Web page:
Followers of our work over the past 15 years know that we’ve always taken a stand against against payola—the practice of well-heeled music companies giving cash or other enticements to big broadcasters in exchange for radio airplay. Technically, this practice is only illegal if it is not disclosed over the airwaves when the paid-for music is played. But over the years, the broadcasting conglomerates have found workarounds. Most recently, they established a system of so-called “independent promoters” who would funnel cash or other goodies to broadcasters without the major labels ever dirtying their hands. (Our Payola Education Guide offers a great overview of this pernicious practice.) read more
There’s a reason FMC is so often aligned with independent labels: this community, representing a diverse array of genres and business models, typically does right by artists. Today’s news that more than 700 indies are backing fair treatment of musicians is further proof that indies have a different way of doing business than major labels.
Independent imprints including Domino, Cooking Vinyl, Epitaph, Glassnote, Nettwerk, Ninja Tune, Secretly Canadian, Saddle Creek, Sub Pop, Tommy Boy, XL Recordings and the Beggars Group (which includes indie powerhouses 4AD, Matador and Rough Trade) and many more signed on to the “Fair Digital Deals Declaration,” a commitment by the labels to treat artists fairly and equitably on today’s digital distribution platforms.
Future of Music Coalition submitted the following comments to the United States Copyright Office in its Notice of Inquiry on the Music Licensing Study. We examine the state of music licensing in America, and how the current regime impacts musicians, songwriters and independent labels.
[UPDATE: you can also visit the LabelLove website to make donations, or email labellovebenefit [at] gmail [dot] com to learn about other ways to help.]
You’ve probably heard about the situation in the UK. If not, turn on CNN or fire up your favorite news site. You may have also heard that in the course of the unrest, a Sony/PIAS distribution warehouse in the Enfield neighborhood of London was burned to the ground. read more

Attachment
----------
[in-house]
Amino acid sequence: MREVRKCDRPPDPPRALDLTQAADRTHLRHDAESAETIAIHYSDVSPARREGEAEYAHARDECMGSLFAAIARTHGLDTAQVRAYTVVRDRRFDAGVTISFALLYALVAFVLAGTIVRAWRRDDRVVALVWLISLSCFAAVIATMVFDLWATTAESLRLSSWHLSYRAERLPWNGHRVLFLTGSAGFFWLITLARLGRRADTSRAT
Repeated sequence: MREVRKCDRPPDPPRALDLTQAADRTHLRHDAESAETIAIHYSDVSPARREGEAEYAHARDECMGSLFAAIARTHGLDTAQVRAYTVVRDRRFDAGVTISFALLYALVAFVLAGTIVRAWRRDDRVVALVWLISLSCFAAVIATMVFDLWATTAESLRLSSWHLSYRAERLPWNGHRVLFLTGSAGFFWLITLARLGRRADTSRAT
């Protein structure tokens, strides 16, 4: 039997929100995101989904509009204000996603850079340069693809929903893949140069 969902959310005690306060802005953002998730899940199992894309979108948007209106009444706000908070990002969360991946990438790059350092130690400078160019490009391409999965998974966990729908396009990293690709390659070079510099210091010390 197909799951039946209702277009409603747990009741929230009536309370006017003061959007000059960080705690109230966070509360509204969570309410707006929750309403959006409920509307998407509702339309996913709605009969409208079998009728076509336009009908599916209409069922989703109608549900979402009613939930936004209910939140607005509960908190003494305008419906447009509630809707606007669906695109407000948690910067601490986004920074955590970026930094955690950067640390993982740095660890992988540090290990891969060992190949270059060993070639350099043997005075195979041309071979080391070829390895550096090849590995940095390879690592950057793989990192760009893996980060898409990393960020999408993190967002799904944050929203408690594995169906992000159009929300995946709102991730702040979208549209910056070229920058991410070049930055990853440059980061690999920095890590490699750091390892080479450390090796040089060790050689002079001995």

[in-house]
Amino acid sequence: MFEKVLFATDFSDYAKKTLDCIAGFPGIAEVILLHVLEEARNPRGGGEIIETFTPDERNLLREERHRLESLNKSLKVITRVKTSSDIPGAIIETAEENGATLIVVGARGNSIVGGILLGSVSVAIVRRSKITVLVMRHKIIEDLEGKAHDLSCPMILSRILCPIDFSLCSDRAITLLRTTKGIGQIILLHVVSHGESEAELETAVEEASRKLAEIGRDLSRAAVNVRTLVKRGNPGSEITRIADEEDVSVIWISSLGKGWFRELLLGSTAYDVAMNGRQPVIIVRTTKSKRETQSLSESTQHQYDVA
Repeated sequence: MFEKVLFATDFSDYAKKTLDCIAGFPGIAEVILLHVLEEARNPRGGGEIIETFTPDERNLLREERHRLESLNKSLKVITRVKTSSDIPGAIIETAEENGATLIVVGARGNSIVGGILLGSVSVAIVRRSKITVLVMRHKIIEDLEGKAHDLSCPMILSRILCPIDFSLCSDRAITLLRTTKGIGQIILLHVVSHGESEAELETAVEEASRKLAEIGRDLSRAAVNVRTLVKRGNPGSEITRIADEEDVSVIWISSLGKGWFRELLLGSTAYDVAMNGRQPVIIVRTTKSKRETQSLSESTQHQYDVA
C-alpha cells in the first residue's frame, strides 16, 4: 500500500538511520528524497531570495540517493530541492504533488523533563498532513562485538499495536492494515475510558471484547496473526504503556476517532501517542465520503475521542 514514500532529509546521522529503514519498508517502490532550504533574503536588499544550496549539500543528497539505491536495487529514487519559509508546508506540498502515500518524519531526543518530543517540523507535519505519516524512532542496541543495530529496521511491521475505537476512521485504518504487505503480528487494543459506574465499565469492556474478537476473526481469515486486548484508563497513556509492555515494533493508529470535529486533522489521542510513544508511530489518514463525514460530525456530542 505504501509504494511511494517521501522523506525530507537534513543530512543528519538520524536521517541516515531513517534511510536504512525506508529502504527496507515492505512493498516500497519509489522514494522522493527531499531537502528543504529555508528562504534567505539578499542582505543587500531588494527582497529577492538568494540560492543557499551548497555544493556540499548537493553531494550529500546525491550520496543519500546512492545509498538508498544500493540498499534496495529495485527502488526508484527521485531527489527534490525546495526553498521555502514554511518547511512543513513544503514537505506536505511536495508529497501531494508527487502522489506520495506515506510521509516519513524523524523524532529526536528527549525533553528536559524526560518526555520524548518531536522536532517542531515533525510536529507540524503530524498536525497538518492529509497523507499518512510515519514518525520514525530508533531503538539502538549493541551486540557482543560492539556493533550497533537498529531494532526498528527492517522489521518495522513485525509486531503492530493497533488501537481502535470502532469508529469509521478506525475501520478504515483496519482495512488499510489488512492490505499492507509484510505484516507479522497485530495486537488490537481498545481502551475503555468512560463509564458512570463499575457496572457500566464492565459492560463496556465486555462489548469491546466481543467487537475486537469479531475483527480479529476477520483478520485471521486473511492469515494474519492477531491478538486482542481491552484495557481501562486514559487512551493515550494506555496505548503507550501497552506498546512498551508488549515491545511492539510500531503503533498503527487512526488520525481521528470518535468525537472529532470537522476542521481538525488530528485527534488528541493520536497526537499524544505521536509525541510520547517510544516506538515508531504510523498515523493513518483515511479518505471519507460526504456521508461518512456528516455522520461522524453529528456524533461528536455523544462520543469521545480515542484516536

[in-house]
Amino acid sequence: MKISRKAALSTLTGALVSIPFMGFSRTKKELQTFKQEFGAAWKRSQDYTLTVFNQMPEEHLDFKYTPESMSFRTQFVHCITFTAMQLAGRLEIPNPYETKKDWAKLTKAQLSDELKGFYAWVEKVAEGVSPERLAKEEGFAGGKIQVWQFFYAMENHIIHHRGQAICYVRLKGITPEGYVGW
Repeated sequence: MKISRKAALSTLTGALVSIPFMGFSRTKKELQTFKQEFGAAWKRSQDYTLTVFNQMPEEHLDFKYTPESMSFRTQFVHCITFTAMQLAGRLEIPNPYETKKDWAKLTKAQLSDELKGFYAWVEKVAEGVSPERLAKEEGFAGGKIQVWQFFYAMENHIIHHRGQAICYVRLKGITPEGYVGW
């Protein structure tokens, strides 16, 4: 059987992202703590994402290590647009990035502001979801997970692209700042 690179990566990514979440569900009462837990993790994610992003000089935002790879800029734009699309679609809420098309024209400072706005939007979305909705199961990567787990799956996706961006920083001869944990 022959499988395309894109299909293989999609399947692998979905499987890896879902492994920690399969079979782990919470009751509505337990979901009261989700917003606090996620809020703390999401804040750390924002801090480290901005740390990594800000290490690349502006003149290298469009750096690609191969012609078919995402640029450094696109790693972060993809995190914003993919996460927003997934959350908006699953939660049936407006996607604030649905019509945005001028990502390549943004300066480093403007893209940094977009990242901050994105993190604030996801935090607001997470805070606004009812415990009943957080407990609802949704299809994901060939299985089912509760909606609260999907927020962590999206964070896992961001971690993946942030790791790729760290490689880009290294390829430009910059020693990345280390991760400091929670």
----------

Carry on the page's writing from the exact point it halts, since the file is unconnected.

Nearly four years ago the four largest commercial radio owners promised to play more independent music as part of FCC consent decrees resulting from recent payola investigations. Future of Music Coalition has been tracking radio playlists to see if commercial stations have been keeping their promises. FMC?s Kristin Thomson joins the Mediageek Radioshow to discuss the situation.
News broke today that "pure play" webcasting services (i.e., the bigger online broadcasters who earn the bulk of their revenue through their services) have reached an agreement with SoundExchange — the nonprofit organization that collects and distributes the digital public performance royalty on behalf of performing artists and sound copyright owners (usually the labels). read more
Digital Music News recently ran an article called "The Gray Art of Counting Indie Sales," which underlined the confusion of tallying purchases of downloads or CDs based on the music's "independent" classification. According to the American Association of Independent Music (A2IM), 32 percent of album sales in 2008 came from independent artists, but Nielsen Soundscan puts that number at 12.8 percent. Part of the difficulty in differentiating between an indie and a major the fact that many indie labels enter deals with distribution companies owned by the majors, such as ADA (95% owned by Warner) or Fontana (owned by Universal). read more
Have you ever been scanning through the music rags at your local bookstore/music retailer/coffee emporium/tchotchke outlet and wondered, "why do I never hear this band that's on the cover of all of these magazines on my local radio station?"
We've scratched our heads about this, too.
There are quite a few independent acts out there that are successful by pretty much any other measure -- they sell out venues, play Saturday Night Live, can be heard on movie soundtracks, TV shows and commercials yet never seem to crack commercial radio playlists. After a while you start wondering if there's a reason. Turns out there is -- it's just sort of complicated. read more
There's been been a couple of online articles recently (that's one shy of three, which almost makes a trend!) about what "do-it-yourself" means in the era of digital music. So we figured we'd do a little thinking out loud, then turn the floor over to the experts -- in other words, you.
With the advent of user-friendly digital distro services, musicians now have a wide array of relatively inexpensive tools to get their tunes out there. Of course, with fewer gatekeepers and the "democratization" of technology, it also means you probably have to work harder to get noticed -- there's no slick suit who can make it magically happen for you. (And if there is, maybe s/he can give us a call?) read more